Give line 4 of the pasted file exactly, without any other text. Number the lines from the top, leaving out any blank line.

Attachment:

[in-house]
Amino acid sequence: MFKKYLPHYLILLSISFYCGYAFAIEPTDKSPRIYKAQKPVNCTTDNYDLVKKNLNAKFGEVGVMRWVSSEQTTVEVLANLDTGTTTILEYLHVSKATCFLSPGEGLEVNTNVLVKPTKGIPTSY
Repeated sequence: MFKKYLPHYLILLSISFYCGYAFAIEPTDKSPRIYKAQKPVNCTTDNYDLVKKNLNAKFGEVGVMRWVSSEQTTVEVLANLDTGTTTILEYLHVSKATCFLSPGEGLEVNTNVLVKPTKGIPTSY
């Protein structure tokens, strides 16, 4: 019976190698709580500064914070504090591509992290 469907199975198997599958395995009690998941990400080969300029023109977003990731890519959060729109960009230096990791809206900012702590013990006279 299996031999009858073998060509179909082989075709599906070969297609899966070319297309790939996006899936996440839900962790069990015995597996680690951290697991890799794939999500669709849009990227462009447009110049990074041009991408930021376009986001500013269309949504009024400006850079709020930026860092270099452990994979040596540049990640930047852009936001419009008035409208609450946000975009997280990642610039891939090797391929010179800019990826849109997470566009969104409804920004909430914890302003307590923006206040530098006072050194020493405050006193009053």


């Protein structure tokens, strides 16, 4: 019976190698709580500064914070504090591509992290 469907199975198997599958395995009690998941990400080969300029023109977003990731890519959060729109960009230096990791809206900012702590013990006279 299996031999009858073998060509179909082989075709599906070969297609899966070319297309790939996006899936996440839900962790069990015995597996680690951290697991890799794939999500669709849009990227462009447009110049990074041009991408930021376009986001500013269309949504009024400006850079709020930026860092270099452990994979040596540049990640930047852009936001419009008035409208609450946000975009997280990642610039891939090797391929010179800019990826849109997470566009969104409804920004909430914890302003307590923006206040530098006072050194020493405050006193009053």